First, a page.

St. Louis Police Saving Fewer Lives with Heroin Antidote Amid Stronger Opiates

    The number of people that police in St. Louis have been able to save using the heroin overdose antidote naloxone, or Narcan, has declined by approximately 30 percent this year, compared to last year, according to the Associated Press.

    The St. Louis County Medical Examiner’s Office reported that nearly 90 percent of 121 overdose deaths through July of this year involved the drug fentanyl. Sometimes mixed with or sold as heroin, fentanyl is a powerful opiate that is considered stronger than heroin, making reversing an overdose from fentanyl more difficult.

    “The toxicity level of fentanyl is so potent, it might not be reversible,” said Spring Schmidt, director of health promotion and public health research for St. Louis County. “The potential for death is faster, and that impacts our ability to reverse an overdose.”

    Health officials noted that fentanyl overdoses may require more than one dose of Narcan to successfully revive patients. St. Louis County officer Benjamin Granda said that this year, officers gave three doses to an overdose victim who died.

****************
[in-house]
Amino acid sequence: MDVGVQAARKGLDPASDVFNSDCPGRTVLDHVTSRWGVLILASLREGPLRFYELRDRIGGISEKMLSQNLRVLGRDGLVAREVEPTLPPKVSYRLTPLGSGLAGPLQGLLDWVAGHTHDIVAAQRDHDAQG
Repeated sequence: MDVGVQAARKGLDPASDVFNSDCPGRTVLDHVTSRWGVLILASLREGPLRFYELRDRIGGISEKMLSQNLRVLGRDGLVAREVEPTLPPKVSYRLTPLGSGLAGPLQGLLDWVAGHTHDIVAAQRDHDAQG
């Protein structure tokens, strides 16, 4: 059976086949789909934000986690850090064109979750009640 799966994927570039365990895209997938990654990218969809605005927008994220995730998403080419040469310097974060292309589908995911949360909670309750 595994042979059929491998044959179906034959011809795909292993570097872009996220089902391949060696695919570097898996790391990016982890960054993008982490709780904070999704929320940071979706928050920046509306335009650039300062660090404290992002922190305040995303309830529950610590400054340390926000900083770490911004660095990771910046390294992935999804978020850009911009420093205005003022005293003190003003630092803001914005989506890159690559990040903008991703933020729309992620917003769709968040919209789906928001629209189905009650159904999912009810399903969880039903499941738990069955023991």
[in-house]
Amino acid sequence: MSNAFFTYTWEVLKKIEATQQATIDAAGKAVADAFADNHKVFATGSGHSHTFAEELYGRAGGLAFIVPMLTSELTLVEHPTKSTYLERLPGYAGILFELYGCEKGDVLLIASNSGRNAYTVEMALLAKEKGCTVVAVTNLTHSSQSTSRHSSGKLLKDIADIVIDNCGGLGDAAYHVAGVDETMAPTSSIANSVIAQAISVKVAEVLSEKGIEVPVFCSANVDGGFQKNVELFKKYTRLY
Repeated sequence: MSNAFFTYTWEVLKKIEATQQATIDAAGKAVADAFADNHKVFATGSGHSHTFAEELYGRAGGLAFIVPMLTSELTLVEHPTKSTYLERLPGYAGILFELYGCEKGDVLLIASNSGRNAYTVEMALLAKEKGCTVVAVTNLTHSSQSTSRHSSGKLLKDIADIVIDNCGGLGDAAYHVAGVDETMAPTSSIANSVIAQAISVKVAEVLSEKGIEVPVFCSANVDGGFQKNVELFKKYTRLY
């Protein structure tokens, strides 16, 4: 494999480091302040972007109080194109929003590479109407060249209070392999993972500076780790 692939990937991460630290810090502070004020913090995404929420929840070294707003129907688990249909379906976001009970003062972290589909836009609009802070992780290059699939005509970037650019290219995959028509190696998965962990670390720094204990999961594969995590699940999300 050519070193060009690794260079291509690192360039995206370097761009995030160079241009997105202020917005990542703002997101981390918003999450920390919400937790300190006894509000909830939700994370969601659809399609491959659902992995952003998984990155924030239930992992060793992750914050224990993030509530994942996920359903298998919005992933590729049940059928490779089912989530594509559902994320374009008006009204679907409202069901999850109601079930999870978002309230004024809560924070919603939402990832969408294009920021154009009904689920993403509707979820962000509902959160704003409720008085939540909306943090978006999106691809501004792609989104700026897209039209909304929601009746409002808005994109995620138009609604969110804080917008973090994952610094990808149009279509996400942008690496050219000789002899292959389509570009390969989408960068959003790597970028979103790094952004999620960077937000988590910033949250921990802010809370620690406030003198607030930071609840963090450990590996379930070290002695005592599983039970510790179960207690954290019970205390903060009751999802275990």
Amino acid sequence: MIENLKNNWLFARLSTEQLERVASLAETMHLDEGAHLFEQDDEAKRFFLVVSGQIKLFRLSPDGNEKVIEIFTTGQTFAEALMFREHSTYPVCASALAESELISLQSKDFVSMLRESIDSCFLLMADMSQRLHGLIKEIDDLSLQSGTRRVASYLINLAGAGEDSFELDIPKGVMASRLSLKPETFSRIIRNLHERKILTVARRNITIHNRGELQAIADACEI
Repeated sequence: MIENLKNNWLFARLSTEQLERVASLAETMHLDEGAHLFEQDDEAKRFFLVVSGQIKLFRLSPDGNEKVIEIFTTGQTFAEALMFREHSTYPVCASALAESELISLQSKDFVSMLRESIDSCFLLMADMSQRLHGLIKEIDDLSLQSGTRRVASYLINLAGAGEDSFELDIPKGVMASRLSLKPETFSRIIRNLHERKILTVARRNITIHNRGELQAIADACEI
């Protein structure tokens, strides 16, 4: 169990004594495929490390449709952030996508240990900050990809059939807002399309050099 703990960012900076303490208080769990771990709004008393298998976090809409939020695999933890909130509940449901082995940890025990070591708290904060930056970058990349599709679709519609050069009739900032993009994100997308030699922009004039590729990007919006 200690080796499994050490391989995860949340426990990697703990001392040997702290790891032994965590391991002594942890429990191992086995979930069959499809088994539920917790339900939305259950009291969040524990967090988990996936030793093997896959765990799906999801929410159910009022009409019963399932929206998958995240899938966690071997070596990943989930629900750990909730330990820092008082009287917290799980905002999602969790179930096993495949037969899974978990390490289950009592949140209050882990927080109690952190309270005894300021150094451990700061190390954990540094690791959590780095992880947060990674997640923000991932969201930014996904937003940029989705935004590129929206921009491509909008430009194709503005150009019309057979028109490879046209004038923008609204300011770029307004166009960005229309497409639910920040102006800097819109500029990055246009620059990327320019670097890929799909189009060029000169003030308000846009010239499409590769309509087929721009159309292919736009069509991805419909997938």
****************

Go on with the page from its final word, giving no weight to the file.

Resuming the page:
“Speaking in general terms, the more potent the drug, the quicker the individual could overdose,” Granda said. “It is entirely possible that these individuals are just not being found fast enough.”

    Overdose Deaths From Fentanyl are on the Rise: What You Should Know

    The Centers for Disease Control and Prevention (CDC) stated that 33,091 people died from opioid overdoses in 2015, which accounts for 63 percent of all drug overdose deaths in the same year. A recent report from the CDC found that drug deaths from fentanyl and other synthetic opioids, other than methadone, rose 72 percent in just one year, from 2014 to 2015.

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    By Partnership Staff
    December 2017


    December 2017

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